Everyone has heard the term “servant leadership,” but how many leaders know what that means? Leadership is service – service to others – not service to oneself. I’ve served with two such leaders in my life – David Neeleman and Gordon Sullivan.
There is no shortage of research on the impact that boards can have on the performance and profitability of the organizations they serve. In today’s business context, boards face higher expectations, increased scrutiny by the community, press, politicians, and the street, and significant increases in the velocity of demands of their attention. These realities create a need for boards to be as effective as possible in driving profitability for the firms they serve. Board inefficiencies and lack of effectiveness are simply not something that organizations can afford. Setting up boards for success starts during the recruitment process and some recent research sheds some light on how to make this process have greater positive impact. Read More…
Chris Cancialosi’s article was just published in July’s issue of TD at Work.
How do organizations not only survive, but thrive in today’s new operating environment? By developing resilience and agility. Knowledge transfer is critical to this, and talent development practitioners are positioned to help companies prepare. In “Knowledge Transfer: The Key to Organizational Resilience and Agility,” Chris Cancialosi details:
- what knowledge transfer is and why it is critical to organizations’ resilience and agility
- the role of effective knowledge transfer in the future of work
- ways to develop and strengthen an organization’s ability to effectively transfer and manage knowledge.
If you have worked in the professional world as a leader for any length of time you have undoubtedly found yourself managing a team member who was failing to live up to expectations. While it might be tempting to cut someone loose if their performance is sub-par, the turnover may cost more than you think.
Coaching is good for you.
Think back to the people in your life who you’ve advised, whose potential you’ve recognized, and whose talents you’ve used to help you discover and shape your own.
Didn’t that process feel good?
According to research, coaching others has positive psychophysiological effects that restore the body’s natural healing processes and improve stamina. “When we care enough to invest time in developing others, we become less preoccupied with ourselves, which balances the toxic effects of stress and burnout.”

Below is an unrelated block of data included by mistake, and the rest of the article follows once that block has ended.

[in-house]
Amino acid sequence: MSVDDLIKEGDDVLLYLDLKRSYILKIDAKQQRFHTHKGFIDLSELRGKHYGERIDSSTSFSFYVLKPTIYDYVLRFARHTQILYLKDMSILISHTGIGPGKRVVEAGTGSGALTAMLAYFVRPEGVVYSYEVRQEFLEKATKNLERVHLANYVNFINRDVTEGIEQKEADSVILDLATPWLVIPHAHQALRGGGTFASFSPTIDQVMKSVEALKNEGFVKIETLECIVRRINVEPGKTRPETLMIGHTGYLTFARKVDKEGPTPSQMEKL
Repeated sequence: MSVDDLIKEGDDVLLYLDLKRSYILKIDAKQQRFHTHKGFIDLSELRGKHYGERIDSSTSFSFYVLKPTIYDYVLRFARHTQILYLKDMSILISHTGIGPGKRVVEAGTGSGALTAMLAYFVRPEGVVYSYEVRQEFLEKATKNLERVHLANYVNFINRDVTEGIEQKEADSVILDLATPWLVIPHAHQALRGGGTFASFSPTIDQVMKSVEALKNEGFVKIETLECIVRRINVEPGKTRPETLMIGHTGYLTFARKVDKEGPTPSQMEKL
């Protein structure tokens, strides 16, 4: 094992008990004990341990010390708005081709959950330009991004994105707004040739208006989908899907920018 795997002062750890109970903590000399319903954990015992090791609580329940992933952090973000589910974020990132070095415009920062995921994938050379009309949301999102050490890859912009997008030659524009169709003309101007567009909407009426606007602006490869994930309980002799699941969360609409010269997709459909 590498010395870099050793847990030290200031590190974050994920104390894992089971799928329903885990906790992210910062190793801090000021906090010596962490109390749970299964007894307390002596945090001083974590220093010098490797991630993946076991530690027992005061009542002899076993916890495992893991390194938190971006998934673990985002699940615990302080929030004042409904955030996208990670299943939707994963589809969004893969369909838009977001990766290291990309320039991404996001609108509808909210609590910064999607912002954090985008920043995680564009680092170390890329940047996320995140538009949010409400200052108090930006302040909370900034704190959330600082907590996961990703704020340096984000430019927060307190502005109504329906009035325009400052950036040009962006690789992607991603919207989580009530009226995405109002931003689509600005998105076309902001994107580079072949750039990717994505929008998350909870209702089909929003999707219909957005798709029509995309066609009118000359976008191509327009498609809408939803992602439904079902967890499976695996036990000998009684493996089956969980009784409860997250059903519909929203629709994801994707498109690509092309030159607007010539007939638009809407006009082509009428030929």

The mountain of articles, posts and books written on leadership every year reflects two realities. First, people are very interested in how to be an effective leader. And second, leadership isn’t a one-size-fits-all endeavor. The lessons mined from one leader’s experience may not be applicable in a different context. More than offering leadership development, organizations can address this reality by creating a culture of leadership.
Creating a culture of leadership has four primary components: Self-mastery, Action, Relationship and Context.
The launch of a new strategic effort represents a key opportunity for senior leaders to set things off on the right foot. Unfortunately, many senior executives fail to grasp the importance that a well prepared and delivered executive kickoff can have on the success of a project team.
This may happen because some leaders don’t take the time to develop the skills necessary to ensure that their kickoffs meet the mark or because they don’t see the inherent importance that their presence, statements, and interactions with others can have on their staff. Whatever the reason, or reasons, taking the time and effort to adequately prepare for this leadership responsibility can certainly pay dividends. Read More…
The commercial aviation industry is a tough business. Really tough. Margins are often razor thin, factors like the weather can wreak havoc on your operation in the blink of an eye and customer expectations of the air travel experience tend to be extremely low. Aviation workers give it their all every day to deliver in, sometimes, unrelenting environments and they aren’t usually paid all that well for what they do.
We’ve all been there. Be it work, school or Thanksgiving dinner, we’ve all found ourselves in situations where we have been forced to interact with people we find to be “difficult”. For many of us, we’d rather eat glass than have to deal with challenging people like this but how we survive and, dare I say thrive, in these situations can separate us from the pack in both business and in life. Read More…
Entrepreneurs juggle a lot of balls, no doubt. The culmination of the many items that demand our attention on a day-to-day basis and the multitude of stressors that come along with the lifestyle we have chosen can make it seem impossible to focus our attention on any one thing for long.
Not only does this make our lives take on a frenetic tempo but it can also have other, long-lasting negative impacts on our organizations and ourselves. Let’s explore why trying to focus on multiple things at once doesn’t really work all that well considering what we’re trying to accomplish. Read More…